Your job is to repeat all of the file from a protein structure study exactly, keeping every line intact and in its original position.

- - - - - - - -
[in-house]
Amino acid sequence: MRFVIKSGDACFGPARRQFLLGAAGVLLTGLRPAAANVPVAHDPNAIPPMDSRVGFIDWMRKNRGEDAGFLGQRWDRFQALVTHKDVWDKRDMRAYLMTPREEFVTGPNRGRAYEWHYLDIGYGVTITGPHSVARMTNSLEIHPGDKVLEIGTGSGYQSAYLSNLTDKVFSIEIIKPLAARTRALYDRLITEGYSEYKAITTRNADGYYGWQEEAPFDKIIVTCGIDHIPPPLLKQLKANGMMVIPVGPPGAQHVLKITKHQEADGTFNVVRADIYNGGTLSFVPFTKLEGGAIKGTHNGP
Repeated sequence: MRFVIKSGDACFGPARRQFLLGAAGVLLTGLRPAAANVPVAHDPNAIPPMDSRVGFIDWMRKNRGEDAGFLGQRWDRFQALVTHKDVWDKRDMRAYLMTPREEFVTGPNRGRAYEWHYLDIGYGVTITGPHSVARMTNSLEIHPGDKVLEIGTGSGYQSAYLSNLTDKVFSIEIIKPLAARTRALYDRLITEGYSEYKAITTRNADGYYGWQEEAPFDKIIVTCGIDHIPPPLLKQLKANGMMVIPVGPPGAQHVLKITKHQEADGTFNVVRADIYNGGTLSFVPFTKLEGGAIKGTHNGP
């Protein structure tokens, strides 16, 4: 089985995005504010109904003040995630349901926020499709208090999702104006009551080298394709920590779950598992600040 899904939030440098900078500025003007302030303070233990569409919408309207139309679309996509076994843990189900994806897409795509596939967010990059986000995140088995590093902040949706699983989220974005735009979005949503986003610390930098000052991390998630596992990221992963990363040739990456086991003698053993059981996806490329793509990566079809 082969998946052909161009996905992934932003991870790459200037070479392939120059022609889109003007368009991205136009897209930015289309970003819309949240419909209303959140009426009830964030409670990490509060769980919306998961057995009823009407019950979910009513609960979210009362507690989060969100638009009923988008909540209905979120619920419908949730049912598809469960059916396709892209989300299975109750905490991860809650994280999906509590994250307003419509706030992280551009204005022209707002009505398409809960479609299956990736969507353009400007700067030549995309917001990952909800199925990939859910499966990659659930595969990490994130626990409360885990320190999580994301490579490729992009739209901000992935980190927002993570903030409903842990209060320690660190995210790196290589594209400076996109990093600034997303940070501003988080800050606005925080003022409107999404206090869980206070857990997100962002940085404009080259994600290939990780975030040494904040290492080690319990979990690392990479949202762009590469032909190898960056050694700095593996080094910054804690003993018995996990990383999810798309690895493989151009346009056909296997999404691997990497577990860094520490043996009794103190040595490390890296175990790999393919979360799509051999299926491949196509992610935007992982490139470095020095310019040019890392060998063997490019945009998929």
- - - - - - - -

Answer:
[in-house]
Amino acid sequence: MRFVIKSGDACFGPARRQFLLGAAGVLLTGLRPAAANVPVAHDPNAIPPMDSRVGFIDWMRKNRGEDAGFLGQRWDRFQALVTHKDVWDKRDMRAYLMTPREEFVTGPNRGRAYEWHYLDIGYGVTITGPHSVARMTNSLEIHPGDKVLEIGTGSGYQSAYLSNLTDKVFSIEIIKPLAARTRALYDRLITEGYSEYKAITTRNADGYYGWQEEAPFDKIIVTCGIDHIPPPLLKQLKANGMMVIPVGPPGAQHVLKITKHQEADGTFNVVRADIYNGGTLSFVPFTKLEGGAIKGTHNGP
Repeated sequence: MRFVIKSGDACFGPARRQFLLGAAGVLLTGLRPAAANVPVAHDPNAIPPMDSRVGFIDWMRKNRGEDAGFLGQRWDRFQALVTHKDVWDKRDMRAYLMTPREEFVTGPNRGRAYEWHYLDIGYGVTITGPHSVARMTNSLEIHPGDKVLEIGTGSGYQSAYLSNLTDKVFSIEIIKPLAARTRALYDRLITEGYSEYKAITTRNADGYYGWQEEAPFDKIIVTCGIDHIPPPLLKQLKANGMMVIPVGPPGAQHVLKITKHQEADGTFNVVRADIYNGGTLSFVPFTKLEGGAIKGTHNGP
């Protein structure tokens, strides 16, 4: 089985995005504010109904003040995630349901926020499709208090999702104006009551080298394709920590779950598992600040 899904939030440098900078500025003007302030303070233990569409919408309207139309679309996509076994843990189900994806897409795509596939967010990059986000995140088995590093902040949706699983989220974005735009979005949503986003610390930098000052991390998630596992990221992963990363040739990456086991003698053993059981996806490329793509990566079809 082969998946052909161009996905992934932003991870790459200037070479392939120059022609889109003007368009991205136009897209930015289309970003819309949240419909209303959140009426009830964030409670990490509060769980919306998961057995009823009407019950979910009513609960979210009362507690989060969100638009009923988008909540209905979120619920419908949730049912598809469960059916396709892209989300299975109750905490991860809650994280999906509590994250307003419509706030992280551009204005022209707002009505398409809960479609299956990736969507353009400007700067030549995309917001990952909800199925990939859910499966990659659930595969990490994130626990409360885990320190999580994301490579490729992009739209901000992935980190927002993570903030409903842990209060320690660190995210790196290589594209400076996109990093600034997303940070501003988080800050606005925080003022409107999404206090869980206070857990997100962002940085404009080259994600290939990780975030040494904040290492080690319990979990690392990479949202762009590469032909190898960056050694700095593996080094910054804690003993018995996990990383999810798309690895493989151009346009056909296997999404691997990497577990860094520490043996009794103190040595490390890296175990790999393919979360799509051999299926491949196509992610935007992982490139470095020095310019040019890392060998063997490019945009998929």